Written by Fergus Masons • December 14 Moss on Trees

Trees aren’t just single organisms; over time they become the center of a whole complex ecosystem. Birds, insects and small animals will all make their homes in your tree. Some of them are a benefit, some are a nuisance. But other plants will also settle there, and among those that appear most often are mosses.

Mosses are a very large family of plants, containing more than 12,000 species, and while the largest species can reach almost two feet high most of them are small – less than an inch is typical. They’re simple plants with no flowers or fruit. Fertilization is usually carried out by rain splashing cells from male plants (or stems) to female ones, and a capsule full of fertile spores then extends from the plant on a long stalk. When the capsule splits the spores are released for the wind to carry them, and they’ll grow pretty much wherever they land. That includes on your trees.

Many species of moss can grow quite happily on a tree. They don’t have real roots, only filaments (called rhyzoids) to hold them in place, and they don’t absorb water or nutrients through those. They depend on external water, so you’ll only find them in damp environments, but as long as a location is wet enough they can grow – they can even grow on bare rock. Unlike fungi they aren’t parasitic, so they won’t steal nutrients from your tree, and many people like the aged, natural look moss gives to trunks and branches. However although the moss itself isn’t directly harmful it can indicate problems. It often colonizes trees that aren’t in the best of health, so a sudden growth could be a sign of disease or lack of nutrients.

A heavy growth of moss can also cause problems, although not directly. Moss collects and absorbs water, and the damp environment this creates makes an ideal breeding ground for fungi, parasites or rot. Some pests can shelter in it, hiding among the dense stems, which makes them and the damage they cause very hard to detect. Then there’s the issue of weight. Moss isn’t heavy, and even a huge amount of it wouldn’t endanger a tree, but its habit of absorbing water can be an issue. Some species can soak up over 20 times their own weight of water; a big tree with a dense growth on its trunk and branches could quickly soak up several hundred pounds of water in a rainstorm. Just to make matters worse moss often doesn’t grow evenly. Many species (but not all) are shade-loving, and tend to grow more thickly on the north side of a tree where they’ll be better protected from sunlight. That means any water they absorb won’t be well distributed, and the extra weight can bring down branches or even uproot the tree.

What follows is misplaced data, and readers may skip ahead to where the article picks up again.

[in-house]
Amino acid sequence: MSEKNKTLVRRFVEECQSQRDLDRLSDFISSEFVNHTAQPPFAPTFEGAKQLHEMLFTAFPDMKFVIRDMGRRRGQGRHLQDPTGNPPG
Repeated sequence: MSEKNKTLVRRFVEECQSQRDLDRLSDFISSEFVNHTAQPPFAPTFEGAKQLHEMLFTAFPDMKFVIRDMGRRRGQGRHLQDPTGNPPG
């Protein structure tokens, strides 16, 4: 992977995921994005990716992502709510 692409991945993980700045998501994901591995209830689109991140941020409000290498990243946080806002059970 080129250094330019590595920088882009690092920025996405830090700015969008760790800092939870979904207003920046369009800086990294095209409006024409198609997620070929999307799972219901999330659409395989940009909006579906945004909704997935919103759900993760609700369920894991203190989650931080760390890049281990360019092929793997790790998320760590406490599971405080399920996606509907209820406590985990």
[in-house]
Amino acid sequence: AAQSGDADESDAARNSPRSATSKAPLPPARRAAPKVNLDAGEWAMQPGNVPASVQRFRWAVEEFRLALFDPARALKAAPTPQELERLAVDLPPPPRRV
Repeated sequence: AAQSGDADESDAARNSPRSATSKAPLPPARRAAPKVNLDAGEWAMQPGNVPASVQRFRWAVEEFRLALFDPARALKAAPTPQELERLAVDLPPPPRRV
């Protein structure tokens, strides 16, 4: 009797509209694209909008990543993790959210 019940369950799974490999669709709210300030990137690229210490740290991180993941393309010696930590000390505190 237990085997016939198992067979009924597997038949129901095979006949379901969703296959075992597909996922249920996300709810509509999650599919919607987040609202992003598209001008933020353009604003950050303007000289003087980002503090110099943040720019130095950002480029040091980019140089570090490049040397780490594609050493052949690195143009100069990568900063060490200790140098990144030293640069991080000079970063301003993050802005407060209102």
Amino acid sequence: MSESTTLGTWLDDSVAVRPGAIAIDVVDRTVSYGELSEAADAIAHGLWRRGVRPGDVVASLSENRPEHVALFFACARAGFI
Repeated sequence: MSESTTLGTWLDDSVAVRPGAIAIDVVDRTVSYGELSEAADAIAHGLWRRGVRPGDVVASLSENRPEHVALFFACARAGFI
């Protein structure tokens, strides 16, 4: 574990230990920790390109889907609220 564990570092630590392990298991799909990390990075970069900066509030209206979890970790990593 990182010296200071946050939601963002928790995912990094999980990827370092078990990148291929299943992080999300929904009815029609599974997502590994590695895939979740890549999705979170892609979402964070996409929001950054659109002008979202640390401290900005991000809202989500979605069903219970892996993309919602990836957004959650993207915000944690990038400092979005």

Finally, moss can spread very effectively. It might not be a problem on your tree, but leave it alone and it could quickly spread to your lawn or even the walls of your home. Few things will overwhelm your neatly mown grass quicker than moss, and its sponge-like capacity for water isn’t something you want growing on your house either. It’s up to you whether you leave moss on trees, but there are often good reasons for getting rid of it. The question is, how?

Actually removing moss isn’t usually that hard, because it isn’t firmly rooted in the tree and the rhyzoids aren’t very strong. The simplest way is to just remove it by hand. Wear gloves (you don’t know what’s hiding in or under it) and carefully pull it off. It should come off in clumps, or maybe even as a single sheet if you’re careful. However clearing moss can damage buds, so wait until the tree is dormant in winter. That also makes it much easier to get at the moss without foliage in the way.

Clearing large areas by hand can take a while, so another option is to use a power washer. One of those can strip moss away very effectively, but be careful – it can also damage fragile parts of the tree, or even rapidly defoliate parts of it. If you go with this option it’s usually best to do it in fall, after the leaves have dropped – and do it early in the day so the water has a chance to drain from the tree before frost sets in.

Once your tree is free of moss there are some steps you can take to keep it that way. First, check its overall health. Vigorous trees are less likely to play host to mosses, so evaluate whether yours could do with better watering or some appropriate fertilizer. Look for signs of disease or pests – and while you’re at it search carefully for any signs of rot or fungal infection that may have set in under the damp mossy blanket.

Some mosses thrive in sunlight but many common tree-dwelling species prefer shade, so consider how much light gets to the areas that were affected. Pruning can open up the tree, allowing more light and air in; this will discourage many mosses and often improves overall health and appearance, too. Removing any dead branches is essential – they’re ideal habitats for moss, and also very vulnerable to rot and fungi.

Finally, if you’ve removed a lot of moss from your tree, don’t rush off to the compost heap with it just yet. Moss has many uses. Traditionally it’s been dried and used as insulation material, or for medicinal poultices. We have better alternatives now but moss still has some uses. Leave it in a sheltered spot to dry and it can be used as decoration – it adds interest to flower arrangements. It also makes a great liner for hanging baskets – its ability to hold water is very useful here, and it’s dense enough to keep soil in the basket. Shredded moss mixed with clay soil will lighten it and improve drainage, and some species are good at lowering the pH of alkaline soils too.

There’s not always any need to get rid of moss; it can give an attractive appearance, especially in a naturalistic garden, and usually it’s harmless to your trees. It can cause issues though, so now you know what to look for and how to get rid of it if necessary.